When Kenneth Starr is on your back for obstructing due process, you know that your circle of allies is shrinking.
Liz Cheney 'Al-Qaeda 7' Ad Disgusts More Conservatives
A group of 19 prominent Bush administration officials and other lawyers launched an offensive Monday, attacking Liz Cheney for a recent ad by her group, Keep America Safe, that questioned the loyalties of Department of Justice lawyers that had represented Guantanamo detainees.
In a statement signed by nine former Bush officials and 10 other lawyers, critics condemned the ads as a "shameful series of attacks...both unjust to the individuals in question and destructive of any attempt to build lasting mechanisms for counterterrorism adjudications."
The letter defends the current selection of Department of Justice attorneys saying that "the American tradition of zealous representation of unpopular clients is at least as old as John Adams's representation of the British soldiers charged in the Boston massacre ...To suggest the Justice Department should not employ talented lawyers who have advocated on behalf of detainees maligns the patriotism of people who have taken honorable positions on contested questions and demands a uniformity of background and view in government service from which no administration would benefit."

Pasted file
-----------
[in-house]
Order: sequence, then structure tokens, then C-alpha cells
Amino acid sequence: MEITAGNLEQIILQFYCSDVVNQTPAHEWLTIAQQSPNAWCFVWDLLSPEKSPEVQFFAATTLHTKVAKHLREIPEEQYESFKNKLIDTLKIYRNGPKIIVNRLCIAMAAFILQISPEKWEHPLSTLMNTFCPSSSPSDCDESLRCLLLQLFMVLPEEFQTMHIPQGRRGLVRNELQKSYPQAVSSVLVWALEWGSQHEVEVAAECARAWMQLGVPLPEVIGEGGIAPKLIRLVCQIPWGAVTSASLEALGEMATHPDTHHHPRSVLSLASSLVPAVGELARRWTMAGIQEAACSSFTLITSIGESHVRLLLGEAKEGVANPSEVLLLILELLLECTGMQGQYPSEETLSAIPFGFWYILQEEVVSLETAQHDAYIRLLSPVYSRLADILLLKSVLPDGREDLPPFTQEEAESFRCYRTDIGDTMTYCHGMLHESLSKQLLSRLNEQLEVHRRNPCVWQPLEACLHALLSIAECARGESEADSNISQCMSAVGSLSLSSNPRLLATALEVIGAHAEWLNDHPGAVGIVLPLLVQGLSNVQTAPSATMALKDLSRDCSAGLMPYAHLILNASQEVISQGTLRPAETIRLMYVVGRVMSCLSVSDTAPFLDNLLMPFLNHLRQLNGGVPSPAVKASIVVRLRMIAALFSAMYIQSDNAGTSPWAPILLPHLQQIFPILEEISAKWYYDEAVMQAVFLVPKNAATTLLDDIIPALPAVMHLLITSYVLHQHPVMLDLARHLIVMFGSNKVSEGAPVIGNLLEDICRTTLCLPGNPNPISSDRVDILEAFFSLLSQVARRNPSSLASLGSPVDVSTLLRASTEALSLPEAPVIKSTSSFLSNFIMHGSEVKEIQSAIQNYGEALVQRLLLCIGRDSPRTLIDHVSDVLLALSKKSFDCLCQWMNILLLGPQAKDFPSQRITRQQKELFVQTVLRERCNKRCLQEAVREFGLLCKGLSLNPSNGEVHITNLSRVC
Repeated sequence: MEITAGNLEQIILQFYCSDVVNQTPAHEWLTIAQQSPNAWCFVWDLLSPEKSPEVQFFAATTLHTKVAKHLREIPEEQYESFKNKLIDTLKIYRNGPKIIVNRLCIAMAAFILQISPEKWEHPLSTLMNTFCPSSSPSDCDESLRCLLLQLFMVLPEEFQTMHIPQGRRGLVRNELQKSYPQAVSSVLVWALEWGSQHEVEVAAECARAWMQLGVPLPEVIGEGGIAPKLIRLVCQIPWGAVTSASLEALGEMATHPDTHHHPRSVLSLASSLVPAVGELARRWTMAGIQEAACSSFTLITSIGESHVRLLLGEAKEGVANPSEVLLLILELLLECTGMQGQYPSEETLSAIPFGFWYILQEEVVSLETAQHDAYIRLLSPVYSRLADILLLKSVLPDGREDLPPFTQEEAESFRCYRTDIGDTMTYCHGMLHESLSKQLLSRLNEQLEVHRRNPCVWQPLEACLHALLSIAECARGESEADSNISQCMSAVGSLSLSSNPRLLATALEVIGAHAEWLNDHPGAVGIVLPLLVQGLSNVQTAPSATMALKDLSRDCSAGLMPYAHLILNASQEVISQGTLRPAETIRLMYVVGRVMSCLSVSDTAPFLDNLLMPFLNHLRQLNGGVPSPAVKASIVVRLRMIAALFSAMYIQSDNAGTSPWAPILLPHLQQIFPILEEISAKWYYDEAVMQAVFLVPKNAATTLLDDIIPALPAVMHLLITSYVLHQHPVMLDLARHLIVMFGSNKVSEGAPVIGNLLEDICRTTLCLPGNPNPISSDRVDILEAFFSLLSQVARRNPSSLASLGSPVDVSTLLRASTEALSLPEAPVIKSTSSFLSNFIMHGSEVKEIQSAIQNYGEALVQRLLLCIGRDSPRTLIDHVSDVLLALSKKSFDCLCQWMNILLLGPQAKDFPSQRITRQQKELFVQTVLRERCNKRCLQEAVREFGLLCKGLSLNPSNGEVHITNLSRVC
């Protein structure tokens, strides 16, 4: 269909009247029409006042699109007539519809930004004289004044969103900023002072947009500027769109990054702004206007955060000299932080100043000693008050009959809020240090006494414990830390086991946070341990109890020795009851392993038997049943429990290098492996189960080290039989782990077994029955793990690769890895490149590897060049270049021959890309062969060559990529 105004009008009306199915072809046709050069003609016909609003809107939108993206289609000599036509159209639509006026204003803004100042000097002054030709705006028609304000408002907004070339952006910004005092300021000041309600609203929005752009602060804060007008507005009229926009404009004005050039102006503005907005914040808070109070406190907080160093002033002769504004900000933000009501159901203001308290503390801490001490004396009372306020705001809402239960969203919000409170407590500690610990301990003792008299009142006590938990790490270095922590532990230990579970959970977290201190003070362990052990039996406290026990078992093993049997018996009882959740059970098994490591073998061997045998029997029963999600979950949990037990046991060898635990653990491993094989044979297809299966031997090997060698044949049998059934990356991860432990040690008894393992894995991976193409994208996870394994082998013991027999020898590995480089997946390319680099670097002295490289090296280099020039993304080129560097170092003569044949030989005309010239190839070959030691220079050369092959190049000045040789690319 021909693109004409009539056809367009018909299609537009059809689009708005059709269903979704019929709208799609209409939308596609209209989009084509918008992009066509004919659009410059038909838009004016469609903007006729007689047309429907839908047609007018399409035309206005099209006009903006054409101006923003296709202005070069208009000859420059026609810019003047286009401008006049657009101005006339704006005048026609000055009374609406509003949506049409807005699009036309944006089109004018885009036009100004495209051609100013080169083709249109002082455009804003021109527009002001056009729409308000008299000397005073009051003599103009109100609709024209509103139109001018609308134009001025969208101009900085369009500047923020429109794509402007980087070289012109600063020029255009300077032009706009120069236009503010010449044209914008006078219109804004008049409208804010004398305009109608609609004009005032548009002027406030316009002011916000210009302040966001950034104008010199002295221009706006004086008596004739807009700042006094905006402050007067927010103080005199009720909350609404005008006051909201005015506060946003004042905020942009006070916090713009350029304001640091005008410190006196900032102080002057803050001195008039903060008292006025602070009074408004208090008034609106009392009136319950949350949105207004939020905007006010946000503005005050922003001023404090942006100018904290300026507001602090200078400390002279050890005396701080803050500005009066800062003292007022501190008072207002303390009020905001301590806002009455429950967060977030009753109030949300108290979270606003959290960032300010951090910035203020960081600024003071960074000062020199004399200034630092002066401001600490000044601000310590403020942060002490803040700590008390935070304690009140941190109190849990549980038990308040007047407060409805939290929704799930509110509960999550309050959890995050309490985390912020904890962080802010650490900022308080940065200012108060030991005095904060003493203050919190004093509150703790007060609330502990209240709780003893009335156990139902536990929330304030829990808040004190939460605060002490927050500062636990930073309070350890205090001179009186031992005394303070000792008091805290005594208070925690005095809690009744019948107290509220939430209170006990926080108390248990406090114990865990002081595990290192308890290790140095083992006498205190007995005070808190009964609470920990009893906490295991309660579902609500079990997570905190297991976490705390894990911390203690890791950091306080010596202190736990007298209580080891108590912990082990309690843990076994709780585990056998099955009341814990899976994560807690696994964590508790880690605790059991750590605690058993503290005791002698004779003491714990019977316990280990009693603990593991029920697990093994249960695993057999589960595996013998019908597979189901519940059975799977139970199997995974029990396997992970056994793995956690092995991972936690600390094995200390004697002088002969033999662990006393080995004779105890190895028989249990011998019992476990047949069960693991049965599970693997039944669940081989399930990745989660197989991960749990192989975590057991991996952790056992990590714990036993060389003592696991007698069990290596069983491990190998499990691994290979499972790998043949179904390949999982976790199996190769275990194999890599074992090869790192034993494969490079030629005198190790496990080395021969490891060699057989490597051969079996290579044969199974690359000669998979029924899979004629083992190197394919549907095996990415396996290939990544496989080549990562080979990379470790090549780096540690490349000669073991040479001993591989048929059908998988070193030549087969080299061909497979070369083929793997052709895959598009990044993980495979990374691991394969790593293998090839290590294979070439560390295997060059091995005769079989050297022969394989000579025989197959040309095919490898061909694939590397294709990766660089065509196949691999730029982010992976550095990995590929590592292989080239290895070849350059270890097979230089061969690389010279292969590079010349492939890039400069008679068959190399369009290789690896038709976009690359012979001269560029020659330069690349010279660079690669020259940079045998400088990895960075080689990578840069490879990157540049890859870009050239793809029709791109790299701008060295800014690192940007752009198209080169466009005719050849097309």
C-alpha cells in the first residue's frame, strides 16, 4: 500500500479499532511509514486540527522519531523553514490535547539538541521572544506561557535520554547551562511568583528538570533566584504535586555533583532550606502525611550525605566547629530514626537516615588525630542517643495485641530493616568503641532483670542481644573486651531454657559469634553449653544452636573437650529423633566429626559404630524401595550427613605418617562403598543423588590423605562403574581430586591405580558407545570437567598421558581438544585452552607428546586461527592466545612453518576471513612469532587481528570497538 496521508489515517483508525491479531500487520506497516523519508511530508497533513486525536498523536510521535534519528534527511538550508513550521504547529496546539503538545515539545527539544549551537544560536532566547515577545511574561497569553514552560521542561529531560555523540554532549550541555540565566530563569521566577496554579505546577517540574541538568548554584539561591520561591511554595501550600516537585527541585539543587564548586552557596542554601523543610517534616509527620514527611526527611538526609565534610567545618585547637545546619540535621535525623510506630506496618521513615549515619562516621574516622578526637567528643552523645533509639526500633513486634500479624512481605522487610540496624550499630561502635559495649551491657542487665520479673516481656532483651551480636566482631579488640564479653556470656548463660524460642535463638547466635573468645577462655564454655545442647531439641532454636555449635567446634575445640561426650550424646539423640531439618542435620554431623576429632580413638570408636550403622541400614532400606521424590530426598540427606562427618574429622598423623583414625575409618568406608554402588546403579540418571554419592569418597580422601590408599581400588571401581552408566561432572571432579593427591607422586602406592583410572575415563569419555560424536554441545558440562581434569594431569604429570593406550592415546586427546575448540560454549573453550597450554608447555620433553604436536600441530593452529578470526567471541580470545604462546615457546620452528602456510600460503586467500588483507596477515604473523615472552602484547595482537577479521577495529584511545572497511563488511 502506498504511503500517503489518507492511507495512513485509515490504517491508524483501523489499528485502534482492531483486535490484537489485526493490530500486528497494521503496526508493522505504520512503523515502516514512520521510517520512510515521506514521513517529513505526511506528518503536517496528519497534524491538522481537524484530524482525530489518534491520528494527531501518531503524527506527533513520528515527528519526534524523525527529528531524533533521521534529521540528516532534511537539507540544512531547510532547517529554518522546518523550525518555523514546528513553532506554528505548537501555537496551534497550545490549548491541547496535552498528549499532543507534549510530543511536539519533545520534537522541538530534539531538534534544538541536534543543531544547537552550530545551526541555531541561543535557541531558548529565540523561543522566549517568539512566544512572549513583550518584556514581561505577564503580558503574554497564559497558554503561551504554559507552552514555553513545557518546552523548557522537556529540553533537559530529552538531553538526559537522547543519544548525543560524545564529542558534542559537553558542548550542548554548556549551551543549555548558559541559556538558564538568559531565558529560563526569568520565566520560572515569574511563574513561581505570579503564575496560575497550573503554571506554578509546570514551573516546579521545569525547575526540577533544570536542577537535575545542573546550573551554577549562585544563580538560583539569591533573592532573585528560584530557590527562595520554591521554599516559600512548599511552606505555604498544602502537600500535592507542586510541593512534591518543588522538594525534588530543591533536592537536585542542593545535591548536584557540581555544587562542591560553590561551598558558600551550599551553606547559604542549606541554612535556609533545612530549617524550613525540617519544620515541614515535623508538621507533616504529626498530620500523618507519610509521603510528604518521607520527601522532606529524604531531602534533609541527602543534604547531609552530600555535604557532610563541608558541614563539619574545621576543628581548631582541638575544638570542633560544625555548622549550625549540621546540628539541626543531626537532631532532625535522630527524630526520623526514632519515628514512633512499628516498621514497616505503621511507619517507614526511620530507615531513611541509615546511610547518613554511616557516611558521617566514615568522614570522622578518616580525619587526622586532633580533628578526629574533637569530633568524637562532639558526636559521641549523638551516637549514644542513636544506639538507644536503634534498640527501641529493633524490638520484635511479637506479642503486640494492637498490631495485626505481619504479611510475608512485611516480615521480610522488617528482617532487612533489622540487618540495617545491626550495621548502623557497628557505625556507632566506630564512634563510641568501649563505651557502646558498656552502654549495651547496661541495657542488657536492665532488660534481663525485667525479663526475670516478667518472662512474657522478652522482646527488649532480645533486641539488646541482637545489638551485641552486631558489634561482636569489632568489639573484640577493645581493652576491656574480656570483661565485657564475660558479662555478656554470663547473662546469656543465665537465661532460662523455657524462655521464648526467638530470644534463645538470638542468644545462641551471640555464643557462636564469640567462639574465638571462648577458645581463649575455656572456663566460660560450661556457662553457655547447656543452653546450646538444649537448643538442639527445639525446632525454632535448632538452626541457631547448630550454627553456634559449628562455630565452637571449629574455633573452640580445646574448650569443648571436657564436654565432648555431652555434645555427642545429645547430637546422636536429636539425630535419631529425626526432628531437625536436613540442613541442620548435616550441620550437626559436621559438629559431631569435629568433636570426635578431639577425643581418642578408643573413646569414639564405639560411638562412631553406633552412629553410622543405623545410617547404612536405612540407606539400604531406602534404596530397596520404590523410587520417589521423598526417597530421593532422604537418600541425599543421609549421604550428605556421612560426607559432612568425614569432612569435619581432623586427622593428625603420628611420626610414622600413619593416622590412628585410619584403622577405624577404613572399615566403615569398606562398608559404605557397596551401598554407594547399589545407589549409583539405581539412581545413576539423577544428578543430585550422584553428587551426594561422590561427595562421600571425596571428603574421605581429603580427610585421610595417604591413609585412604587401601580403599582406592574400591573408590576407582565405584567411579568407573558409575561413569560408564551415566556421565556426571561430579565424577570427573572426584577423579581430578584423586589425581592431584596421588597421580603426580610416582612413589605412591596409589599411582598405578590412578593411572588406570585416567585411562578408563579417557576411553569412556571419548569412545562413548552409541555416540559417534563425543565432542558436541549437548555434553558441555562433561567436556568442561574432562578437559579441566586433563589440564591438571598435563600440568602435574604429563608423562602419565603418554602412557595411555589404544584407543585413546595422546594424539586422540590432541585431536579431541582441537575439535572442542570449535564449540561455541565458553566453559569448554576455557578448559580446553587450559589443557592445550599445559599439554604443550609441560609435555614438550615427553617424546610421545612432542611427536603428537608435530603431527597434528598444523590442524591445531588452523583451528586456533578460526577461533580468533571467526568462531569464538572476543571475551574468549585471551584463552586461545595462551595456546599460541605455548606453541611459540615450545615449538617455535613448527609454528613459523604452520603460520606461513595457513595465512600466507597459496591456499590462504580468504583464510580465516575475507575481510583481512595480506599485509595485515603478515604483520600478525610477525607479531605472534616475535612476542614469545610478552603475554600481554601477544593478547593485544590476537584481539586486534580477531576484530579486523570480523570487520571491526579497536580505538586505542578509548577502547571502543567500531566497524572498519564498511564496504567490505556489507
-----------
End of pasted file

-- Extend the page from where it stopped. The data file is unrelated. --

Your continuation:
Perhaps the most unexpected signature is that of Charles "Cully" D. Stimson, who stepped down from the top Pentagon position determining detainee policy in 2007 following a radio interview in which he said that companies shouldn't hire law firms that provide pro bono services to detainees.
He told Newsweek's Declassified blog that attacks such as Cheney's latest ad were "below the belt," because they "question the integrity" of lawyers for representing their clients.
The Declassified blog also breaks down some of letter's lineup of signatories:
Among the signers of Wittes's letter are a virtual "who's who" of officials who worked on counterterrorism policies under President Bush. In addition to Stimson, they include: John Bellinger, former chief counsel to the National Security Council and the State Department; Larry Thompson, former deputy attorney general; Charles Rosenberg, former chief of staff at the Justice Department; Peter Keisler, former assistant attorney general at the civil division and the official who was in charge of representing the government in cases brought by Guantánamo detainees; Daniel Dell'Orto, former general counsel at the Pentagon; Matthew Waxmann, former deputy assistant secretary of defense in charge of detainee affairs; and Bradford Berenson, former White House associate counsel.
Former solicitor general Kenneth Starr, as well as two key proponents of George W. Bush's terror policies, David Rivkin and Lee Casey, also round out the list.
I found the historical point about John Adams a nice touch. Just as freedom of speech covers unpopular speech, due process covers unpopular clientele.